The ECB could prioritise the Hundred and the T20 Blast as it attempts to salvage something from the 2020 season.
With the season certain to be curtailed by the COVID-19 crisis and the sport suffering severe economic hardship as a consequence, it appears there will be an attempt to squeeze in the most immediately lucrative formats in a bid to sustain the game through a period of tribulation unprecedented in peace time. As a result, there is a growing possibility that, for the first time since 1945, the County Championship will not be contested.
Several days of talks between various representatives – counties, players, broadcasters, among others – have resulted in a raft of recommendations that will be discussed by the ECB board on Friday. If those discussions proceed without complication, the ECB will make an announcement within the next three or four days.
The initial announcement may reveal relatively little. In a fast-moving situation, the ECB is unlikely to commit itself to anything beyond an acceptance that the start of the season will be delayed by a minimum of six or seven weeks.
But that delay would wipe out the first seven scheduled rounds of Championship cricket. And with even the most optimistic assumptions accepting that the season is unlikely to start until some weeks after that – perhaps in July as a best-case scenario – it is clear the domestic and international schedule will have to be revised.
With several first-class counties living an almost hand-to-mouth existence, the priority at domestic level is likely to be staging the matches which are likely to produce the most revenue in terms of ticket sales. It would also provide the broadcasters with content.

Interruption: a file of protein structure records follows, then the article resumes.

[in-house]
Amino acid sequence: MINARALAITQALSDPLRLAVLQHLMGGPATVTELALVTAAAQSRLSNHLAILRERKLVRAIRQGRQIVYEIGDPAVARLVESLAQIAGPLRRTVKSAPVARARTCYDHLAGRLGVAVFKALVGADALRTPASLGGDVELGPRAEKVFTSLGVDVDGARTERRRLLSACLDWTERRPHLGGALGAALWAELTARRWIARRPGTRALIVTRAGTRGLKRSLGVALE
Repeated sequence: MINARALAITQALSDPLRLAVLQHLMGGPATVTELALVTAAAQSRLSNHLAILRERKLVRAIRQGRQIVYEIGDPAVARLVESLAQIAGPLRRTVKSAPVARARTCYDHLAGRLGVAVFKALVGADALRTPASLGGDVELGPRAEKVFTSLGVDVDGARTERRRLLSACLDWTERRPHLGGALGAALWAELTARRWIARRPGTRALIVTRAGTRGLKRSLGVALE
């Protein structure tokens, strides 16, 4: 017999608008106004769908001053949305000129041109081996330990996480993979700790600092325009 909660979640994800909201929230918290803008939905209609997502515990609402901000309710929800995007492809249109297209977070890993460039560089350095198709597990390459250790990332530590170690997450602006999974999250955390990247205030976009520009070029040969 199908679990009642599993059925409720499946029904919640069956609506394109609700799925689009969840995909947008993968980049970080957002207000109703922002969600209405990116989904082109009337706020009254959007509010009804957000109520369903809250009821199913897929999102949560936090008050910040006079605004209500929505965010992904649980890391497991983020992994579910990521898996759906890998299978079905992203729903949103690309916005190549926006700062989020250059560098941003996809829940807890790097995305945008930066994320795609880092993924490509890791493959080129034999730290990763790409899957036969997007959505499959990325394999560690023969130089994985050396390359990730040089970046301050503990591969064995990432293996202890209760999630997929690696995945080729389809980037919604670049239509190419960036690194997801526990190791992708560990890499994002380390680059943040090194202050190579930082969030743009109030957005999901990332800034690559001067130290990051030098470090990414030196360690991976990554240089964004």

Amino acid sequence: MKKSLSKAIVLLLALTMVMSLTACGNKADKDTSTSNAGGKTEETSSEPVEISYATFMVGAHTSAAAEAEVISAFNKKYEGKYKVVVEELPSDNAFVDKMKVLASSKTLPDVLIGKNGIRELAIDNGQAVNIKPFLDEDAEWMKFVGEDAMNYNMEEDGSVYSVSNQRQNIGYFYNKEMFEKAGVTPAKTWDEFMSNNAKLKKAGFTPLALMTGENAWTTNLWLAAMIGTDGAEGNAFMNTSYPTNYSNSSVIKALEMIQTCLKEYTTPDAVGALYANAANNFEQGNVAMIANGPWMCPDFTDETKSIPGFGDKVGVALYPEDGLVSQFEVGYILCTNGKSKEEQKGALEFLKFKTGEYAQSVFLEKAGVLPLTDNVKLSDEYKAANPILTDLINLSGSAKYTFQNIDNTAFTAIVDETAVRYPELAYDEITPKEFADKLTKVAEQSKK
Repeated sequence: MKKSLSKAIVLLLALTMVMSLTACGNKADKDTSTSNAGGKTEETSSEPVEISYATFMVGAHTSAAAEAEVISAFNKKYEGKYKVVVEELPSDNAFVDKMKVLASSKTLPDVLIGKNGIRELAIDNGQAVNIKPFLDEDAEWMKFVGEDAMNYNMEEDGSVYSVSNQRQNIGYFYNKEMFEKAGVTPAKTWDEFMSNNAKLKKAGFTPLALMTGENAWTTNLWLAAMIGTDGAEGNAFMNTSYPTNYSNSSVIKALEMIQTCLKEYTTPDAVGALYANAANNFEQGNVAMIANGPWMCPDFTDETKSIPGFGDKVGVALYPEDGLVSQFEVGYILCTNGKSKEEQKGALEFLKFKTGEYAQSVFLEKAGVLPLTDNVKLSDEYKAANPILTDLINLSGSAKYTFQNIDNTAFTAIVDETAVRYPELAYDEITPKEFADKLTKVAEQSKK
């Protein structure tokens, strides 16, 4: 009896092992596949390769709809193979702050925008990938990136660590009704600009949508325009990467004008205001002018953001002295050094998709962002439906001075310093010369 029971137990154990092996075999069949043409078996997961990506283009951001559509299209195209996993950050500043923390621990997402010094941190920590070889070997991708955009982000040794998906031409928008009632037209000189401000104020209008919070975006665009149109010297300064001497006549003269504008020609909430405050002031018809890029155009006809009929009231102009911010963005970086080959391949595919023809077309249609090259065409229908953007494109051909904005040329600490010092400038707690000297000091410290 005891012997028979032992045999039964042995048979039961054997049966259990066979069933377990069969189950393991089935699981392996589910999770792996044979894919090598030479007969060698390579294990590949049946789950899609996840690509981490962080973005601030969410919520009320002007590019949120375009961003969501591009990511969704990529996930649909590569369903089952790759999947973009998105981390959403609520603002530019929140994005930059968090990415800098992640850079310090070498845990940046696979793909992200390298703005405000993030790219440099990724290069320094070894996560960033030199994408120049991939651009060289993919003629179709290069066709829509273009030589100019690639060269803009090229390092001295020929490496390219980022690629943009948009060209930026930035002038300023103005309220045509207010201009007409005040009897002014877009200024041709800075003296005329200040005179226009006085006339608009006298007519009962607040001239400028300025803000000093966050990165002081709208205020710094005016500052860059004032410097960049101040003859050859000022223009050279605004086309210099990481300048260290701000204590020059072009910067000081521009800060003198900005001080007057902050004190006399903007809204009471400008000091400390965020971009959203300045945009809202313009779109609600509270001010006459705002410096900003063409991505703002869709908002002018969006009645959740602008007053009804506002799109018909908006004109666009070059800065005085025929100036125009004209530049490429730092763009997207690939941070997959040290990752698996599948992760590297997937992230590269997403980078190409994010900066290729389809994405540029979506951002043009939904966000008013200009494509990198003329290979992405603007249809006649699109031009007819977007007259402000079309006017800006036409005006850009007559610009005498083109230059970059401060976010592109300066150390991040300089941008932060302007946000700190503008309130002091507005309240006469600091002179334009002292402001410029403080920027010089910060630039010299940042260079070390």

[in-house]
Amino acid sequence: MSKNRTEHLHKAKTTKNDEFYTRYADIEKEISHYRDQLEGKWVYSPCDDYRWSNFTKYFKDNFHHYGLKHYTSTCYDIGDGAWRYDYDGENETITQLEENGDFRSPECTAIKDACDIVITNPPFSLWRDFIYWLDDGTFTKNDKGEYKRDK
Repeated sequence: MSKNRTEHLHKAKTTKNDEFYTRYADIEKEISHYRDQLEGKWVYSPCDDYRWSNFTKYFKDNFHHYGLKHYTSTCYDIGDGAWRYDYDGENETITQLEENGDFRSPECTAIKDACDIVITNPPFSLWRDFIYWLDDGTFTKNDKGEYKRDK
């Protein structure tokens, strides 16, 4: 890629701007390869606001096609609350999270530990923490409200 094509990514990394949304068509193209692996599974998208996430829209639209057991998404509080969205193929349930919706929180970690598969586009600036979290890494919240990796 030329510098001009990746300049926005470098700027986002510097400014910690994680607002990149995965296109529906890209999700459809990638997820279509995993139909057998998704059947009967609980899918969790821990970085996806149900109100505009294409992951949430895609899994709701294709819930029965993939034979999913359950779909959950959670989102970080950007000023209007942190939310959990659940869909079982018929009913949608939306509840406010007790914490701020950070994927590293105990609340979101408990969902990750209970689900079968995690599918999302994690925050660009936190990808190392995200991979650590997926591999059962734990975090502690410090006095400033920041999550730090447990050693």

Which competition occurs first remains to be seen. While the Hundred is currently scheduled to start on July 17, the ECB is concerned about the catastrophic effect of the virus on ticket sales and the likely drop-out of overseas players. It is, therefore, possible the Blast, the existing T20 competition with a loyal following among county supporters, is staged first with the Hundred following later in the summer.
It is possible some first-class cricket could also be played in the final weeks of the season. One option would be to stage such games during the Hundred – Ashley Giles, the director of England men’s cricket, was suggesting this even before the current crisis – though there is a fear there will not be enough matches to retain the integrity of the County Championship competition. Instead there could be some regional competition requiring fewer games and less travel or even just the staging of first-class friendlies.
It is hard to see where the 50-over competition could fit into this truncated schedule, though with a little imagination it could, perhaps, be played as a knockout competition.
There have also been suggestions that the ECB could use its strategic infrastructure fund – supposedly worth around £50m – to plug the hole in the game’s finances. One or two clubs, notably Leicestershire, were precariously placed even before this latest challenge; a relatively small loan or grant could make all the difference at this stage.
Suggestions that the players could accept a pay cut appear premature. Certainly contractually, there is no way they will be obliged to do so. But the Professional Cricketers’ Association chairman, Daryl Mitchell, did tell the Telegraph that “nothing is off the table” and, in these extraordinary times, it seems almost anything is possible.
Discussions about rescheduling international fixtures remain ongoing. ESPNcricinfo revealed on Wednesday that CWI had offered to host England’s home series against Pakistan and West Indies, possibly in September, but it is too early to commit to any such plans. It remains possible that no cricket at all will be played in the 2020 season.
Everything depends on the progress of the Covid-19 pandemic. And while few would claim to be able to predict that, the ECB does appear to have drawn up contingency plans to give the game the best chance to survive beyond this crisis.